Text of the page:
Humans stick to what they know works
But considering alternatives is important to ‘break out of the box’
Designers are trained to consider alternatives, software people generally are not
How do you generate alternatives?
‘Flair and creativity’: research and synthesis
Seek inspiration: look at similar products or look at very different products
3. Where do alternatives
come from?
Not as obvious as you think:
those who interact directly with the product
those who manage direct users
those who receive output from the product
those who make the purchasing decision
those who use competitor’s products

Three categories of user (Eason, 1987):
primary: frequent hands-on
secondary: occasional or via someone else
tertiary: affected by its introduction, or will influence its purchase
1. Who are the users/stakeholders?
User-centred approach is based on:
Early focus on users and tasks: directly studying cognitive, behavioural & attitudinal characteristics
Empirical measurement: users’ reactions and performance to scenarios, manuals, simulations & prototypes are observed, recorded and analysed
Iterative design: when problems are found in user testing, fix them and carry out more tests
3. What is a user-centred approach?
Expectation management
Realistic expectations
No surprises, no disappointments
Timely training
Communication, but no hype
Make the users active stakeholders
More likely to forgive or accept problems
Can make a big difference to acceptance and success of product
1. Importance of involving users
It is a process:
a goal-directed problem solving activity informed by intended use, target domain, materials, cost and feasibility
a creative activity (Process shouldn’t destroy creativity)
a decision-making activity to balance trade-offs

It is a representation:
a plan for development
a set of alternatives and successive elaborations
A. What is involved in Interaction Design?
The process of interaction design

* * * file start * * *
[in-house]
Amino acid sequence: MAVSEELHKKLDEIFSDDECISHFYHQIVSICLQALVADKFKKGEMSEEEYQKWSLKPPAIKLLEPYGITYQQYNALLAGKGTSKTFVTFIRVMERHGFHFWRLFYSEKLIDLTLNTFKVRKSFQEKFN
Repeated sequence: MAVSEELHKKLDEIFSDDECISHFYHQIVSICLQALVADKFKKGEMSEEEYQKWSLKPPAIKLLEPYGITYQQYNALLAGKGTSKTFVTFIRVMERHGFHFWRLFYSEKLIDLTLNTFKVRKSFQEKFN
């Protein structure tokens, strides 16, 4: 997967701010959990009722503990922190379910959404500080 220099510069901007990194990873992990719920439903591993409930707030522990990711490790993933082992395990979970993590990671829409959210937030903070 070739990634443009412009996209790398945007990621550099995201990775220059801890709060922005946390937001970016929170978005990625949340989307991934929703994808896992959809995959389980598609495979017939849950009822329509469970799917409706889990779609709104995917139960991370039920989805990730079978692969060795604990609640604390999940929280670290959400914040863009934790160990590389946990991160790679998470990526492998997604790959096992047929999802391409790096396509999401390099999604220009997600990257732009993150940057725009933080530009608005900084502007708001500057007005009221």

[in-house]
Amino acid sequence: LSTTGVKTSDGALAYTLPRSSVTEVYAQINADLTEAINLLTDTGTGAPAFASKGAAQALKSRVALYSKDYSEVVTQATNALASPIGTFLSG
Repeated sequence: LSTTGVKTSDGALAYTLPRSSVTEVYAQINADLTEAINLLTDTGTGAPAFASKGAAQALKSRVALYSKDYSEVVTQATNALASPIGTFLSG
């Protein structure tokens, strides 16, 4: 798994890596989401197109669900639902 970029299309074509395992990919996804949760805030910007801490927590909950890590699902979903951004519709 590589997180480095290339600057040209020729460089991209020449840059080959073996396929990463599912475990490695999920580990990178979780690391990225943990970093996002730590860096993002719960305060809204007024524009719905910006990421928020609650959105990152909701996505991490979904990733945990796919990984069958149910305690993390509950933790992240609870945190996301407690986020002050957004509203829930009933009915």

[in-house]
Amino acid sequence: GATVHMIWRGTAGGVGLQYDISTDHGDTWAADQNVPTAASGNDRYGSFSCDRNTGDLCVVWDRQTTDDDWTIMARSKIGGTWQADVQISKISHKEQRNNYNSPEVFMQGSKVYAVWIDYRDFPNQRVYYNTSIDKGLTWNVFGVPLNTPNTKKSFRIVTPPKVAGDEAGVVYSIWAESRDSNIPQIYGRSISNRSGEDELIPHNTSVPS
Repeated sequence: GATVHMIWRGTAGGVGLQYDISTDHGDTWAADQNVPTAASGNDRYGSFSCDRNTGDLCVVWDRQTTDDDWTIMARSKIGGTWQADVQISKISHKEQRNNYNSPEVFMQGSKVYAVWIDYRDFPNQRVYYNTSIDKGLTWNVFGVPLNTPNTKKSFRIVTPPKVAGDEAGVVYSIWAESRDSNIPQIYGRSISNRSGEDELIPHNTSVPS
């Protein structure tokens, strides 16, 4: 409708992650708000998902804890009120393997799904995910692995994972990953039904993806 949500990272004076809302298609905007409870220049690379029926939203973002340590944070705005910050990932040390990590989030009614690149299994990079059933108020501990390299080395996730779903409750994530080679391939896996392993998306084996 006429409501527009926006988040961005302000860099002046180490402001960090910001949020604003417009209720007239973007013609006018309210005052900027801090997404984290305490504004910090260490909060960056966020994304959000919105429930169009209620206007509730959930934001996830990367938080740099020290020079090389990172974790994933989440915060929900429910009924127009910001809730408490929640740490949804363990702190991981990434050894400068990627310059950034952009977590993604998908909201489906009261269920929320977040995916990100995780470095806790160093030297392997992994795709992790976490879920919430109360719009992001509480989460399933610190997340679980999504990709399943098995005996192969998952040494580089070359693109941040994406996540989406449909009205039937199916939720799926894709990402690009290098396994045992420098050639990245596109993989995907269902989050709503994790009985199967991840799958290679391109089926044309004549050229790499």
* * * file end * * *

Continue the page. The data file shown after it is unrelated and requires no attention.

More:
Four basic activities in the design process
Identify needs and establish requirements
Design potential solutions ((re)-design)
Choose between alternatives (evaluate)
Build the artefact

User-centered design rests on three principles
Early focus on users and tasks
Empirical measurement using quantifiable & measurable usability criteria
Iterative design

Lifecycle models show how these are related
Users rarely know what is possible
Users can’t tell you what they ‘need’ to help them achieve their goals
Instead, look at existing tasks:
their context
what information do they require?
who collaborates to achieve the task?
why is the task achieved the way it is?
Envisioned tasks:
can be rooted in existing behaviour
can be described as future scenarios
2. What are ‘needs’?
Humans vary in many dimensions:
size of hands may affect the size and positioning of input buttons
motor abilities may affect the suitability of certain input and output devices
height if designing a physical kiosk
strength - a child’s toy requires little strength to operate, but greater strength to change batteries
disabilities(e.g. sight, hearing, dexterity)
What are the users’ capabilities?
There are four basic activities in Interaction Design:

Identifying needs and establishing requirements

Developing alternative designs

Building interactive versions of the designs i.e. prototypes

Evaluating designs
4. Four basic activities
• Suppliers
• Local shop owners
Managers and owners
Check-out operators
Who are the stakeholders?
Who are the stakeholders in IADT?